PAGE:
Trump's EPA eyes cuts in water pollution regulation that directly affects the Gulf of Mexico

Trump's EPA eyes cuts in water pollution regulation that directly affects the Gulf of Mexico
Andrew Wheeler/YouTube screengrab

Trump’s Environmental Protection Agency has proposed cuts in water pollution regulation that would increase the 5,772-square-mile dead zone in the Gulf of Mexico, the area where fish and other living things must swim away or die.


Andrew Wheeler, Trump’s nominee to lead the EPA, wants to remove thousands of streams, swamps and other bodies of water from regulations approved under former President Barack Obama to curb water pollution.

Scientists think a 45% reduction in nitrate and phosphorus, much of it from fertilizer, running into the Mississippi River is needed to shrink the dead zone, which was the size of Delaware last summer. In 2008, a task force set a goal of reaching that target by 2015 which didn’t happen.

A rule published in 2015 under Obama could have restricted pollution from chemical fertilizers and pesticides.

“For the water in the rivers and lakes in our communities that flow to our drinking water to be clean, the streams and wetlands that feed them need to be clean too,” then-EPA Administrator Gina McCarthy said in 2015.

Court challenges have meant that the rule is in effect in only 22 states, the District of Columbia and U.S. territories. One of Trump’s first actions in office was to tell the EPA chief to repeal or revise the Clean Water Rule.

What You Can Do About It

Comment online when the public comment period starts or email comments to OW-Docket@epa.gov using the Docket ID No. EPA-HQ-OW-2018-0149 in the subject line of the message. Mail comments to U.S. Environmental Protection Agency, EPA Docket Center, Office of Water Docket, Mail Code 28221T, 1200 Pennsylvania Avenue NW, Washington, D.C. 20460.

Tell members of the Senate Environment and Public Works Committee what you think about Andrew Wheeler’s nomination to head the EPA.

Contact the Mississippi River Collaborative.

An estimated 18% of streams and slightly more than half of the wetlands would not have federal protection under the proposed changes. The revised rule would exclude streams that don’t run year-round and wetlands that aren’t directly connected to larger bodies of water.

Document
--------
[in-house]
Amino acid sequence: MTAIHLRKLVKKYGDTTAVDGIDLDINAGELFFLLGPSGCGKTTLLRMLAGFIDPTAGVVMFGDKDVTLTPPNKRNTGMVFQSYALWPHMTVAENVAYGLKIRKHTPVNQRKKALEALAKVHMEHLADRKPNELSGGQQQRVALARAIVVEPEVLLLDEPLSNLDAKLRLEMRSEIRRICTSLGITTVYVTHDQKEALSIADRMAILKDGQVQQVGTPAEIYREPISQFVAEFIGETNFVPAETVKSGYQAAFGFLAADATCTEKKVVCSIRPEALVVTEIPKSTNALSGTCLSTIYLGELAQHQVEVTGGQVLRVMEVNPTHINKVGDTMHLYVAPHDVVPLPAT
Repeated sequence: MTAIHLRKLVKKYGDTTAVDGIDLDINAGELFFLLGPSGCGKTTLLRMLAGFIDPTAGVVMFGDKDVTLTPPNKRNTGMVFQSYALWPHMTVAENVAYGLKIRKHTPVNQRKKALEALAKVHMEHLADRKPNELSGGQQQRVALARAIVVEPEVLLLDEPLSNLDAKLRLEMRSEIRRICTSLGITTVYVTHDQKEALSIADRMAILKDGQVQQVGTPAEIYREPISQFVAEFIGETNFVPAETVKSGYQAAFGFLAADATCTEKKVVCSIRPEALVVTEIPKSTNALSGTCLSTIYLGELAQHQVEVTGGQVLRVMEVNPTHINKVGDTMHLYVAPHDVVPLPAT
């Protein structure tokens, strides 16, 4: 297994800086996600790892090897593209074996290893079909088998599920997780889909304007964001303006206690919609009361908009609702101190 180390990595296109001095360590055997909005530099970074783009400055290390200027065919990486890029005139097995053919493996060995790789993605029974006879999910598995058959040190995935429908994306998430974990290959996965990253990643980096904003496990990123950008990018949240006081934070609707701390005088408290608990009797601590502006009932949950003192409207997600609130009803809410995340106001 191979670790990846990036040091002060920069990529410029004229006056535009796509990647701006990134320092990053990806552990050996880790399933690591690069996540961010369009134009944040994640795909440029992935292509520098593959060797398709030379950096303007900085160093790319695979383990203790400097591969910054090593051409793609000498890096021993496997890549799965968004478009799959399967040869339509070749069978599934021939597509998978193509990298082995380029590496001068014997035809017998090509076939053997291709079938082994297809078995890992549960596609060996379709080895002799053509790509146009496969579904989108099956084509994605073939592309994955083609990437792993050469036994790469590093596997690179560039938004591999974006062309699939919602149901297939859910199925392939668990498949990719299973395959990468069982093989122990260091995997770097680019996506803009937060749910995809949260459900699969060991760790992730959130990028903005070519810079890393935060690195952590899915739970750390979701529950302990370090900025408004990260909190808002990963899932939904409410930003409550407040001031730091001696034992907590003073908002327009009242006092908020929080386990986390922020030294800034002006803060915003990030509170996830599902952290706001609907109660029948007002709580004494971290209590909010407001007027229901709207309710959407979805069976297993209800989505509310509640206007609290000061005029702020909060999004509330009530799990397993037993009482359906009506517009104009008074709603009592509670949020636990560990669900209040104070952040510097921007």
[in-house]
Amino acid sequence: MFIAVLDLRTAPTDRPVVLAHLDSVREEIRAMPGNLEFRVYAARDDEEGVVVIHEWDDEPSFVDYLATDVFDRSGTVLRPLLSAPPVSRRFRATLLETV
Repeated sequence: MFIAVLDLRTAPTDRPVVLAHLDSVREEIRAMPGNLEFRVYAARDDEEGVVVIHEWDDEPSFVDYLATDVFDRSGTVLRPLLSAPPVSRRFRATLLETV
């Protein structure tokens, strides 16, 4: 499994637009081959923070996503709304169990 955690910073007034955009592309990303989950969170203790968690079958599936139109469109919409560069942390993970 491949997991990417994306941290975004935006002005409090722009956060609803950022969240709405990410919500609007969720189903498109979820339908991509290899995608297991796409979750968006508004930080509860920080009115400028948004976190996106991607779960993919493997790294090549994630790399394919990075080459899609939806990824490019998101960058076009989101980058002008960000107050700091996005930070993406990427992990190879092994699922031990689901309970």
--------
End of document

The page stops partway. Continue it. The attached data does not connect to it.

“This sickening gift to polluters will result in more dangerous toxic pollution dumped into waterways across a vast stretch of America,” said Brett Hartl, government affairs director at the Center for Biological Diversity.

The Midwest has some of the nation’s highest levels of nitrates in groundwater because of fertilizers on farms. Nitrates in drinking water have been linked to blue baby syndrome, a life-threatening condition reducing the blood’s ability to carry oxygen.

The Mississippi River watershed drains about 40% of the continental United States. The average size of the dead zone in the Gulf of Mexico for the past five summers is 5,772 square miles, but it was smaller in 2018 at about 2,720 square miles.

Environmentalists want the EPA to set limits for pollutants in the Mississippi River watershed as the agency did on the East Coast with the Chesapeake Bay. The Mississippi River Collaborative sued the EPA in 2012 to try to force action. A federal judge ruled in 2016 that the EPA could continue to help states run voluntary programs and didn’t need to impose mandatory restrictions.

Only one state, Minnesota, of a dozen central states with waters that flow into the Mississippi, has required farmers to reduce fertilizer runoff.

In 2018, water from the dead zone flowed east, contributing to toxic algae in Florida that killed fish and shut down beaches from the Alabama-Florida border to the Florida Keys.

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